THINK AN IT STEERING COMMITTEE IS A WASTE OF TIME? HERE’S FIVE REASONS WHY YOU’RE WRONG

As an IT professional who has spent 20 years leading large implementation projects and as the founder of an IT consulting firm specializing in risk management, change management, solution deployment and informed decisions, I am often asked to consult about how to make projects more efficient. One of the most often asked questions is whether an IT steering committee is really necessary.

To be clear, they’re not asking about a project-based steering committee, but they want to know if either a department-wide IT steering committee or an organization-wide steering committee is actually needed.

The answer always is – yes. We see almost every day large enterprises with thousands of employees who do not have an IT steering committee at all, or just have a senior-level team but none for their departments.

Often, my team is asked, ‘won’t this just add to the time it takes to get things done?’ or ‘doesn’t this just add more complexity?’. My response is always the same – no, it won’t. While it may seem initially like an IT steering committee is just more overhead, it’s honestly critical to keeping departments focused and on-task, avoiding distractions and getting side-tracked, staying on schedule and on budget, and avoiding a myriad of performance issues.

If you’re one of those people who isn’t sold on an IT steering committee, here’s five reasons why you should implement one immediately.

  1. Demand versus Resources
    Very frequently – I’ve seen in some of the largest organizations and some of the smallest – departments are limping along without enough people or financial resources. When there is a sudden demand, i.e. new software programs, analytical requests, new infrastructure, etc., but not enough people or money to deal with them properly, leadership has to make difficult decisions. An IT steering committee represents a collective of thought leaders and subject matter experts who can make informed decisions about what is most critical and how to use resources efficiently and effectively.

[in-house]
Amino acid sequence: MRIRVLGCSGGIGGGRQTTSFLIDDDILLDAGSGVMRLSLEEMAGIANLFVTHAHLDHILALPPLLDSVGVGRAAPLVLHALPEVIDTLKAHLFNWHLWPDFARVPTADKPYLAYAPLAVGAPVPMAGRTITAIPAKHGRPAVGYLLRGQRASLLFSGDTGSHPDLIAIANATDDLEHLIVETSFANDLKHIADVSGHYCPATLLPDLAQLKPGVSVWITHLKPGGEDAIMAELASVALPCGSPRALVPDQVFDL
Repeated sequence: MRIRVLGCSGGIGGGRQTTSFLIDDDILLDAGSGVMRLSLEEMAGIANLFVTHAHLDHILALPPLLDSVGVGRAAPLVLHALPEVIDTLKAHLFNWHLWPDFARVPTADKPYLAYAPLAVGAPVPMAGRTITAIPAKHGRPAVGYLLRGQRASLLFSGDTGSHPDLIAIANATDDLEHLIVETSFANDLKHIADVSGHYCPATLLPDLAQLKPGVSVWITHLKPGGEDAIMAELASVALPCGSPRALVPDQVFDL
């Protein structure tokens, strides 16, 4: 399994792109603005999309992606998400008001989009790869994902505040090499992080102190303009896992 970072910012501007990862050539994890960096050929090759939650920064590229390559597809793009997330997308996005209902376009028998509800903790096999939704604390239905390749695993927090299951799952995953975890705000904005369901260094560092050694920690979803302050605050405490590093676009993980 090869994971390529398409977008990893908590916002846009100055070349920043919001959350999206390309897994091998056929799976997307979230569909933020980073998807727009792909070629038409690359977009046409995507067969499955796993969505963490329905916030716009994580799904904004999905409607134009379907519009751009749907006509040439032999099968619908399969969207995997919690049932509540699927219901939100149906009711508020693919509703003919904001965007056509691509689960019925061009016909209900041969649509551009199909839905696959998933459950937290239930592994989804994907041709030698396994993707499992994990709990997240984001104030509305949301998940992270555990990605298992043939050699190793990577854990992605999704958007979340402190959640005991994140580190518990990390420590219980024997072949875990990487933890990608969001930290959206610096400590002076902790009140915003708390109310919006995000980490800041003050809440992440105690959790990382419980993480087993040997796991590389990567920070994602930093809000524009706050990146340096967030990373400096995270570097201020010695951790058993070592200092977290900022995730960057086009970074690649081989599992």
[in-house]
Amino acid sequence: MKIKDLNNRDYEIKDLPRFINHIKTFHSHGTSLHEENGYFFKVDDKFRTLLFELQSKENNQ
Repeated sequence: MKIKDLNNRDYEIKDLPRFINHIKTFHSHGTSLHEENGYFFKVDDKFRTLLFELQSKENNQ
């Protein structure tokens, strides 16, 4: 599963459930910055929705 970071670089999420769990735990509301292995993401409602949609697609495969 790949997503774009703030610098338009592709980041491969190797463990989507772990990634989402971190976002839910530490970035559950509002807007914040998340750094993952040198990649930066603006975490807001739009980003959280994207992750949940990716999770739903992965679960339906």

2. Time is of the essence
    Even if there is plenty of money to fund everything an organization wants to do, no one thinks it’s a good idea to do it all at once. Often, one initiative may rely on another, systems need to be put in place for another to function, one effort may consume more time than others, etc. There needs to be as structure with priorities and an understanding of what needs to be done and in what order. That’s your IT steering committee. They make informed decisions about scheduling competing efforts and complementary projects and can monitor timelines to achieve successful outcomes.
  3. Collaboration equals participation
    Ideally, we want leaders from business and IT to be involved with major initiatives. While every major IT project should have its own steering committee, an organization-wide IT steering committee allows senior leaders to work with IT professionals, monitor the status of critical initiatives, remove roadblocks, and promote adoption within the organization.
  4. Business leads
    IT is a function of the business and supports the organization’s goals. Unless it’s purely infrastructure, No IT project should be governed by IT alone. Often, business partners leave all the decision-making to IT because they trust their IT department or because they simply don’t have time to focus on technology decisions. However, successful projects are always those that have business leaders closely connected to the IT team and allow business leaders to drive critical decisions affecting the organization.
  5. Risk is everywhere
    All projects have risk, particularly expensive IT projects and even maintained IT systems. Building risk management into every project is essential. The IT steering committee focuses on risk – identifying potential problems, providing mitigation strategies, and implementing solutions across the company and for each project.

Smart organizations understand information is essential to doing business and the technology that supports it is vital to success. If we all agree that’s true, every organization needs a governing body focused on information and technology who can deal with demand and resources, monitor schedules, foster team building and organization-wide adoption, collaborate with leaders from other departments, and mitigate risk. This is how successful projects achieve your organization’s goals while meeting individual project objectives.

by Shannan Epps, CEO & Founder

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